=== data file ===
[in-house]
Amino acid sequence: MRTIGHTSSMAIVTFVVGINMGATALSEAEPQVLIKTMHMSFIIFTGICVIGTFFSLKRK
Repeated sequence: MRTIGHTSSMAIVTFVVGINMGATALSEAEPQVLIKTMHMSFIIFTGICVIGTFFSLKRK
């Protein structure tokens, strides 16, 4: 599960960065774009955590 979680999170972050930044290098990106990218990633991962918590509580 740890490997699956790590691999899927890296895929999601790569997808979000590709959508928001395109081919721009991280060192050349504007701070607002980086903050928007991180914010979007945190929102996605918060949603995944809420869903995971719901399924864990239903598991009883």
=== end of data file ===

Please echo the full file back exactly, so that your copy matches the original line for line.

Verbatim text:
[in-house]
Amino acid sequence: MRTIGHTSSMAIVTFVVGINMGATALSEAEPQVLIKTMHMSFIIFTGICVIGTFFSLKRK
Repeated sequence: MRTIGHTSSMAIVTFVVGINMGATALSEAEPQVLIKTMHMSFIIFTGICVIGTFFSLKRK
């Protein structure tokens, strides 16, 4: 599960960065774009955590 979680999170972050930044290098990106990218990633991962918590509580 740890490997699956790590691999899927890296895929999601790569997808979000590709959508928001395109081919721009991280060192050349504007701070607002980086903050928007991180914010979007945190929102996605918060949603995944809420869903995971719901399924864990239903598991009883």